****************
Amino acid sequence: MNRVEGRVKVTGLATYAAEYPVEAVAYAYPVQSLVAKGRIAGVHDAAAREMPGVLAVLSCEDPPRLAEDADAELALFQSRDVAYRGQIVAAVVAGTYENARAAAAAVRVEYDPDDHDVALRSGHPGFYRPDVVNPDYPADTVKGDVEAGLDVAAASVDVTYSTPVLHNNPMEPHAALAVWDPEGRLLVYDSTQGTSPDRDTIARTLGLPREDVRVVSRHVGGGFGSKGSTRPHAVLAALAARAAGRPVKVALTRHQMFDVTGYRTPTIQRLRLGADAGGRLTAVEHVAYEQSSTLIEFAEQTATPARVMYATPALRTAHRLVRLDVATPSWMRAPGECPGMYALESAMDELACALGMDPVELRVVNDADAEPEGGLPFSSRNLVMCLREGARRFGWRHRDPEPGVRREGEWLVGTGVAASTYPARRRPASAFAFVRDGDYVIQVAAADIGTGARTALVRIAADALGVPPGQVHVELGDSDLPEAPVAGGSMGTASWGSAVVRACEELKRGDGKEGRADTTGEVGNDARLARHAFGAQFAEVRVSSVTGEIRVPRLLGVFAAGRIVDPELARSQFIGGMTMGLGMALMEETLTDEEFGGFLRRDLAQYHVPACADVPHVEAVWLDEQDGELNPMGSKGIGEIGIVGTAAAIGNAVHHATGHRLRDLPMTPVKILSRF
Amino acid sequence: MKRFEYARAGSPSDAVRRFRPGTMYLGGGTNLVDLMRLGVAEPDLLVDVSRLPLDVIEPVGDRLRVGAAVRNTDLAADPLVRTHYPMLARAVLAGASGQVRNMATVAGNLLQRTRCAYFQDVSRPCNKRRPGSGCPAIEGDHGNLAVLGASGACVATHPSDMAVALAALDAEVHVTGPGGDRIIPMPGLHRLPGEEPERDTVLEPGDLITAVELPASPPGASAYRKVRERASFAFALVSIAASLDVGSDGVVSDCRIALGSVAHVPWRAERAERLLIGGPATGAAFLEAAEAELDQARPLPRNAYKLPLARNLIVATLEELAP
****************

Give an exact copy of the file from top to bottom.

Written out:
Amino acid sequence: MNRVEGRVKVTGLATYAAEYPVEAVAYAYPVQSLVAKGRIAGVHDAAAREMPGVLAVLSCEDPPRLAEDADAELALFQSRDVAYRGQIVAAVVAGTYENARAAAAAVRVEYDPDDHDVALRSGHPGFYRPDVVNPDYPADTVKGDVEAGLDVAAASVDVTYSTPVLHNNPMEPHAALAVWDPEGRLLVYDSTQGTSPDRDTIARTLGLPREDVRVVSRHVGGGFGSKGSTRPHAVLAALAARAAGRPVKVALTRHQMFDVTGYRTPTIQRLRLGADAGGRLTAVEHVAYEQSSTLIEFAEQTATPARVMYATPALRTAHRLVRLDVATPSWMRAPGECPGMYALESAMDELACALGMDPVELRVVNDADAEPEGGLPFSSRNLVMCLREGARRFGWRHRDPEPGVRREGEWLVGTGVAASTYPARRRPASAFAFVRDGDYVIQVAAADIGTGARTALVRIAADALGVPPGQVHVELGDSDLPEAPVAGGSMGTASWGSAVVRACEELKRGDGKEGRADTTGEVGNDARLARHAFGAQFAEVRVSSVTGEIRVPRLLGVFAAGRIVDPELARSQFIGGMTMGLGMALMEETLTDEEFGGFLRRDLAQYHVPACADVPHVEAVWLDEQDGELNPMGSKGIGEIGIVGTAAAIGNAVHHATGHRLRDLPMTPVKILSRF
Amino acid sequence: MKRFEYARAGSPSDAVRRFRPGTMYLGGGTNLVDLMRLGVAEPDLLVDVSRLPLDVIEPVGDRLRVGAAVRNTDLAADPLVRTHYPMLARAVLAGASGQVRNMATVAGNLLQRTRCAYFQDVSRPCNKRRPGSGCPAIEGDHGNLAVLGASGACVATHPSDMAVALAALDAEVHVTGPGGDRIIPMPGLHRLPGEEPERDTVLEPGDLITAVELPASPPGASAYRKVRERASFAFALVSIAASLDVGSDGVVSDCRIALGSVAHVPWRAERAERLLIGGPATGAAFLEAAEAELDQARPLPRNAYKLPLARNLIVATLEELAP